The UK experience indicates that in the early stages of a salt reduction programme it is possible to take 5-15% of the salt out of a product gradually without noticeable change in flavour, sales, or complaints about taste. As salt intake falls, the salt taste receptors in the mouth adapt and become more sensitive to lower concentrations of salt within months.17 Once salt intake is reduced, people prefer the taste of food with less salt.18
Reports of paradoxical increases in cardiovascular risk in those on a low sodium intake have recently sparked some debate.w21-w24 However, these studies are seriously flawed.w25-w28
The International Council for the Control of Iodine Deficiency Disorders estimates that about 1.5 billion people worldwide live in areas of iodine deficiency. In 1996, in conjunction with WHO and Unicef, they started a universal salt iodisation programme, using salt as a vehicle to deliver supplementary iodine in the diet. If salt intake is reduced, these policies will remain compatible, cost effective, and of great public health benefit, if the level of iodine fortification can be adjusted to changing sodium intake.
Various policy interventions are currently being tested or implemented worldwide through national and international initiatives (table 3⇓).14 International schemes have led to high level agreements among many governments for the implementation of national programmes to reduce population dietary salt for the prevention of cardiovascular disease. Salt substitution policies are being tested in China, where this alternative approach might be feasible. However, a regulatory approach is both necessary and acceptable,13 as demonstrated in Finland. This is more effective and cost effective than the voluntary approach alone.w12
Health policy makers and governments have to decide how best to reduce population salt intake at a population level, to save most lives and public money in shrinking economies; likewise, in low and middle income countries with very limited budgets, how best to afford cheaper and effective planning to prevent, ameliorate, and control their rapidly increasing burden of non-communicable diseases.
Changing personal behaviour and choice alone is not an effective or realistic option when the majority of salt is added to food before it is sold and food marketing relies on taste. Furthermore, the commercial addition of salt to food is becoming a global trend as the worldwide food economy changes. A four pronged approach is therefore required and should form the base for a comprehensive policy:
Communication—establishing and evaluating public awareness campaigns
Reformulation—setting progressive salt targets for reformulating existing processed food and engaging with the food industry in setting standards for new foods
Monitoring—surveying population salt intake, progress of reformulation, and effectiveness of communication
Regulation—engagement with industry, including regulation, to create a level playing field so as not to disadvantage more enlightened and progressive companies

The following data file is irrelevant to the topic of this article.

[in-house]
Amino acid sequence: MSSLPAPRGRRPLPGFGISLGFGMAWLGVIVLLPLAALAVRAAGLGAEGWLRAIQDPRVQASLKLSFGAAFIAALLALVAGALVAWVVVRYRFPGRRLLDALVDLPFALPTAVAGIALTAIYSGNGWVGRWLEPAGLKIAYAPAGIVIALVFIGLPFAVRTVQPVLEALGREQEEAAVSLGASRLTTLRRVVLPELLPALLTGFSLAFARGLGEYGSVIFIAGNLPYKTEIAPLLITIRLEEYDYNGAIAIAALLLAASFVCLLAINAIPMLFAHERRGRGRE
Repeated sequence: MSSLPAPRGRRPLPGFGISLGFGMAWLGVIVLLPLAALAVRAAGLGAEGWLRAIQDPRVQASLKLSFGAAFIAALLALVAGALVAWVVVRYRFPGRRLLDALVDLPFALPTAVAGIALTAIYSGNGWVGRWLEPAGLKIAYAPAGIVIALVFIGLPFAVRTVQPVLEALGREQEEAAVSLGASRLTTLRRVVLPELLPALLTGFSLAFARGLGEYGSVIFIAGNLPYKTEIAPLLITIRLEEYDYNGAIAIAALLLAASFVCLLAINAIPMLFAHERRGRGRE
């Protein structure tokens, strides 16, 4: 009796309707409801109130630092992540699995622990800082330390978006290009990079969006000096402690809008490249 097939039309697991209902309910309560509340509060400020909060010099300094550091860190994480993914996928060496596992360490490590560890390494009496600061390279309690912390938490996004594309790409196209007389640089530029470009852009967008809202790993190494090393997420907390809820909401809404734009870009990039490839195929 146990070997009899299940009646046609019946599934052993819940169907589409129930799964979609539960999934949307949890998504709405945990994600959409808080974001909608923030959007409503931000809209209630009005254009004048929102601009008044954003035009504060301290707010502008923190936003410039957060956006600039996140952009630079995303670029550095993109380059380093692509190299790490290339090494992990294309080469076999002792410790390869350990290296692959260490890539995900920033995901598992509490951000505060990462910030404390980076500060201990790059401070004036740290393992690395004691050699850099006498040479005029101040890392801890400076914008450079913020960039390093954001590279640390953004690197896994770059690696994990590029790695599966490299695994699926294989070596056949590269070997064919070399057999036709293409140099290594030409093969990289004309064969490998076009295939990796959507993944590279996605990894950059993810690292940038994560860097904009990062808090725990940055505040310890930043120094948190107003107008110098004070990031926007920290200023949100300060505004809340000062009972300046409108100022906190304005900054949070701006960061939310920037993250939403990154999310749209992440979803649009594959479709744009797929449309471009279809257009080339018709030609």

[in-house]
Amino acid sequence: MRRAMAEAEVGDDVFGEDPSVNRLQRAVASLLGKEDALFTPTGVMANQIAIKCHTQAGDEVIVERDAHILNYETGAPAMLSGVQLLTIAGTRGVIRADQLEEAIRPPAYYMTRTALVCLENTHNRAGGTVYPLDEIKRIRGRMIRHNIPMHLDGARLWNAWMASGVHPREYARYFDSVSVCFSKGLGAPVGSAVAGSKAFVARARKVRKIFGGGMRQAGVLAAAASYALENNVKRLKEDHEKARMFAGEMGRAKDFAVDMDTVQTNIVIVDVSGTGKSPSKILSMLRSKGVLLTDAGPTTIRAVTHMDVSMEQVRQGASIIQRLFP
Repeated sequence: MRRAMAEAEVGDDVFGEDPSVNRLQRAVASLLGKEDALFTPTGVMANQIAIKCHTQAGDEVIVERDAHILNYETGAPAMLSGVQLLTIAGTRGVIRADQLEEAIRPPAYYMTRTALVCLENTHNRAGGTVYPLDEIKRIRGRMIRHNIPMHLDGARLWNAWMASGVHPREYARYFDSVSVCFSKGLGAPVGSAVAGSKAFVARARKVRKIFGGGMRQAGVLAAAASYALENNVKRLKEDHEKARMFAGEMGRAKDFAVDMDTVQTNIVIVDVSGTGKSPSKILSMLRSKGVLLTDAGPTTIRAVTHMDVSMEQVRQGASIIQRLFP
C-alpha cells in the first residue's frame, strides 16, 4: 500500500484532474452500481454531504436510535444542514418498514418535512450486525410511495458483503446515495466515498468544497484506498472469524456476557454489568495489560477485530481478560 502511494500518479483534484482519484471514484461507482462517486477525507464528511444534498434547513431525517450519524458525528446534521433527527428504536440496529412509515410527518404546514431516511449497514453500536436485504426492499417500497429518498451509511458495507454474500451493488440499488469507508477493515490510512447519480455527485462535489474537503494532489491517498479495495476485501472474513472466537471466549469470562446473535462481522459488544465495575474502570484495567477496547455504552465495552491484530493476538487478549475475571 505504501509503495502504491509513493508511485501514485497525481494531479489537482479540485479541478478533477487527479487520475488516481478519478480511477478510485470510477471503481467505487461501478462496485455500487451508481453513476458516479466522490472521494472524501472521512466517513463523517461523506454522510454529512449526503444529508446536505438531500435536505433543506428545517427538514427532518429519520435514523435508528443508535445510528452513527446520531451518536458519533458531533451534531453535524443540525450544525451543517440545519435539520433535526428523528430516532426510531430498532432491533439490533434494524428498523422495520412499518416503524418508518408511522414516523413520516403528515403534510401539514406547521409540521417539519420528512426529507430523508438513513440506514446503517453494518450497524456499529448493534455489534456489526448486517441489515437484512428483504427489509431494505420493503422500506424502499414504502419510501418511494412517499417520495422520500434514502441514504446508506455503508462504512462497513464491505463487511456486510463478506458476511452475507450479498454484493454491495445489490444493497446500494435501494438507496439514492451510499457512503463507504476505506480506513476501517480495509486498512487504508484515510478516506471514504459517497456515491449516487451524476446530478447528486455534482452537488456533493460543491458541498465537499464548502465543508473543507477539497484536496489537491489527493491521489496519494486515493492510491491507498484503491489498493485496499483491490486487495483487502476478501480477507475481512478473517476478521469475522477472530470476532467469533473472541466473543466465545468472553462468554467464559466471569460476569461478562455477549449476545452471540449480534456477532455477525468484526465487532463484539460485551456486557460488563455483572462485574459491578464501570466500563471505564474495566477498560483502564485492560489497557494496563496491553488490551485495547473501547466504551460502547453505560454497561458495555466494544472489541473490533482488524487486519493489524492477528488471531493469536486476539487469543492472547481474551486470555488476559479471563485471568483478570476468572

The huge responsibility of food manufacturers in contributing to the epidemic of cardiovascular disease must be acknowledged, and prevention implemented through food reformulation and effective voluntary, market intervention, or mandatory action throughout the industry.19 Civil society, governments, academia, and health organisations all have a part to play. Denial and procrastination will be costly in terms of both avoidable illness and expenses.
Cite this as: BMJ 2011;343:d4995
We thank Robert Beaglehole and the reviewers for helpful and constructive comments.
Contributors: FPC prepared an Expert Opinion paper presented to NICE, took part in discussions, and drafted the manuscript. SC, PL, and KMcP all contributed to the discussions and made substantial contributions to the draft manuscript. FPC acts as guarantor.
Competing interests: All authors have completed the ICMJE uniform disclosure form at www.icmje.org/coi_disclosure.pdf (available on request from the corresponding author) and declare: no support from any organisation for the submitted work; no financial relationships with any organisations that might have an interest in the submitted work in the previous three years. No other relationships or activities that could appear to have influenced the submitted work, apart from FPC who is unpaid member of CASH, WASH, unpaid technical adviser to WHO and PAHO, individual member of the National Heart Forum and member of the executive committee and trustee of the British Hypertension Society; SC who is a trustee of the Heart of Mersey, and PL, KM, and SC who are chief executive, chair, and trustee, respectively, of the UK National Heart Forum. All the authors were members of the NICE cardiovascular disease population prevention guideline development group. This paper does not necessarily reflect the views of NICE nor does it represent the decisions or the stated policy of WHO and the designations employed and the presentation of material do not imply the expression of any opinion on the part of WHO.
Provenance and peer review: Commissioned, externally peer reviewed.